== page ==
Thursday March 19, 2009
I’m back home up North for a few days, hanging out with Bodhicattva the thinkBuddha whilst I get down to work the philosophy book – about which I’ll say more in the next few weeks. It’s good to be back, and to re-establish what has been, over the last couple of weeks, a somewhat patchy meditation practice.
One thing that I am thinking about lately, and also noticing when I manage to make it to my meditation cushions, is what a downright curious thing experience is. For most of the time, it can seem as if there is nothing more blindingly obvious, nothing more directly in front of our noses, than experience. We know we are having it when we are having it (so we tell ourselves), and we know what kind of experience we are having. Even if we are not experts in anything else, we act as if we are experts when it comes to our own experience.
However, when you start to pay attention to this seemingly obvious thing, it begins to slip between the fingers. One fun thing to do is to ask yourself questions like the following: What am I experiencing now? How do I know that I am experiencing what I am telling myself that I am experiencing? Is my experience continuous or is it momentary and atomic? Do I experience all the senses together, or do they have different rhythms? Do I have a single experience, or multiple experiences? What do I experience at the fringes of my visual field? Do I have an experience of myself? If so, what is this experience?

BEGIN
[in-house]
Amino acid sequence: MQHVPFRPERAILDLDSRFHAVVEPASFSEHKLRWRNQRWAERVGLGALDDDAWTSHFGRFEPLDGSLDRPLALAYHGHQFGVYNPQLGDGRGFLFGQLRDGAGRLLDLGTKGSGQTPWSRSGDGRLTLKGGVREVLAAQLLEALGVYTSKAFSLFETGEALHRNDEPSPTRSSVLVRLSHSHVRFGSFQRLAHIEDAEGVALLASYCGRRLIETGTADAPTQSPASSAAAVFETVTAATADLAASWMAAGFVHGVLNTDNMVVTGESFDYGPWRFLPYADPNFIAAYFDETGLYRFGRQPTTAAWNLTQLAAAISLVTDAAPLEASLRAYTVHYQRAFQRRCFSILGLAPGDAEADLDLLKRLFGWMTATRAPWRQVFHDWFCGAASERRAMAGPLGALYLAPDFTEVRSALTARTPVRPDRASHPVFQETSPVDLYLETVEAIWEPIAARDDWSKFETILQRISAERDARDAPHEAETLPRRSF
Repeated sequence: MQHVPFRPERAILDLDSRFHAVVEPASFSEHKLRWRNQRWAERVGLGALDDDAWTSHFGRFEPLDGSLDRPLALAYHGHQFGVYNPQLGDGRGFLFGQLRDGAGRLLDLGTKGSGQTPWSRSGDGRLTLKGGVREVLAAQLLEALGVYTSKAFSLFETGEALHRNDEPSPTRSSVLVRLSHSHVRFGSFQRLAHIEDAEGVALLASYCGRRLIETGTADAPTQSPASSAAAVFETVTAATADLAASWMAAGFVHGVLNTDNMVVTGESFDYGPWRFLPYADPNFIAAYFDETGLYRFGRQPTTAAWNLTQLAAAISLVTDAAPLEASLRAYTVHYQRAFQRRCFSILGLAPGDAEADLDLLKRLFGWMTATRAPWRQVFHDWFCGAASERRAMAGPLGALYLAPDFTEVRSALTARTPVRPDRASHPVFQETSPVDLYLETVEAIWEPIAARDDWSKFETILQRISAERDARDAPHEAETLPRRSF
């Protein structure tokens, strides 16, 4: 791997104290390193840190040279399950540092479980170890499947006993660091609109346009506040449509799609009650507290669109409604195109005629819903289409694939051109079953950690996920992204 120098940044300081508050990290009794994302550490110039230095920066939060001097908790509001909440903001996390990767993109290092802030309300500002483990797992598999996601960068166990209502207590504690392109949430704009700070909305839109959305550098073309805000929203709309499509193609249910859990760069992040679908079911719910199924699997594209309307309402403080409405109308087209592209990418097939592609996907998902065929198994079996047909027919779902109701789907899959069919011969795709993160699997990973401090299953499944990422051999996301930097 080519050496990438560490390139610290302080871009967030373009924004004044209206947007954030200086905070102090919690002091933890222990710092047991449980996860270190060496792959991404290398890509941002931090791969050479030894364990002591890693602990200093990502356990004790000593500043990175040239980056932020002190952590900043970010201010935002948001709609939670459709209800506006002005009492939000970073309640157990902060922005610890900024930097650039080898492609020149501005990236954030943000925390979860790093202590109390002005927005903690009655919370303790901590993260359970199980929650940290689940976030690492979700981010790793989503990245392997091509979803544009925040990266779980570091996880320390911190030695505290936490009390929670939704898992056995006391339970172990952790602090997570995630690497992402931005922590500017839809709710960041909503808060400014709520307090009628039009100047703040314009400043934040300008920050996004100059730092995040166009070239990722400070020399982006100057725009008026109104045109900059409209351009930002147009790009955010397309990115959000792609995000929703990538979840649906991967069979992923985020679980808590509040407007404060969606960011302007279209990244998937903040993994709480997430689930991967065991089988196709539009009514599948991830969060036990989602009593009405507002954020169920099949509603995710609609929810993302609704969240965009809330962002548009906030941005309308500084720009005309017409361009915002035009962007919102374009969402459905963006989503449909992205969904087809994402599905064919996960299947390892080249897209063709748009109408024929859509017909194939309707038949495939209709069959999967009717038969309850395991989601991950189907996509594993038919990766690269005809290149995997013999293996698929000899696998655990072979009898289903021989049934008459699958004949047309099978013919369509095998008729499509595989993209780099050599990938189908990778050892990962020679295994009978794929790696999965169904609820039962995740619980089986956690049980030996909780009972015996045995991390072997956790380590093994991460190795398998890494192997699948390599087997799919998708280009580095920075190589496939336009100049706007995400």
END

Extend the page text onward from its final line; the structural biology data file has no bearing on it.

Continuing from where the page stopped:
The more I ask these kinds of questions (whilst on the meditation cushions, but also whilst on the bus, whilst sitting on the railway station, whilst idling away time with the cat, and so on), the more perplexing it all seems. Trying to catch hold of experience seems as successful as sitting by a pool on a full moon night, and trying to catch the moon’s reflection in a net: whenever you think you’ve got it, it eludes you. The idea of “getting hold of” experience or of “grasping” experience seems to immediately push it out of reach.
Image: Hiroshige (again!), courtesy of Wikimedia Commons
Comments are turned off for this article.
Today's Most Popular
A Viable Way: Friday January 15, 2010
Wisdom from the bestselling book “How to Marry a Western Woman”…
Buddhism and Philosophy Part I: Friday December 2, 2005
What has philosophy got to do with Buddhism? Practice, that is what!
Finding Peace in the Eye of the Storm: Thursday August 7, 2008
One must cultivate one’s garden.
Murals Found in Mustang, Nepal: Monday May 7, 2007
Archaeology? Boring? Never!
More on Life Without Free Will: Wednesday September 6, 2006
Freedom from free will and fredom from disturbance.
Strokes of Insight?: Friday April 25, 2008
Jill Bolte Taylor, neuroplasticity and turning off those anger circuits.
Meditation in Schools?: Monday August 6, 2007
Should meditation be taught in schools?
On the Move: Wednesday June 23, 2010
I’m off to China!
On Going Without Food.: Saturday November 26, 2005
Ram Bomjon, the Buddha and the virtues of a good, hearty breakfast.
The Dramatic and the Bland: Thursday December 10, 2009
Poets and monks!
Zen, Brains and Making Friends With Your Own Head: 10 Nov, 2008
It’s a complicated business having a brain.
Lies in Which not Everything is False: 10 Sep, 2008
Stories – they are nothing but a pack of lies.
The Sutras of Abu Ghraib: 30 Oct, 2007
Aidan Delgado on Buddhism, ethics and the war in Iraq.
Baboon: 06 Jun, 2006
Feeling like a grumpy old baboon?
Meditation as Unphenomenology: 07 Feb, 2008
Meditation, cartography and the territory of the mind.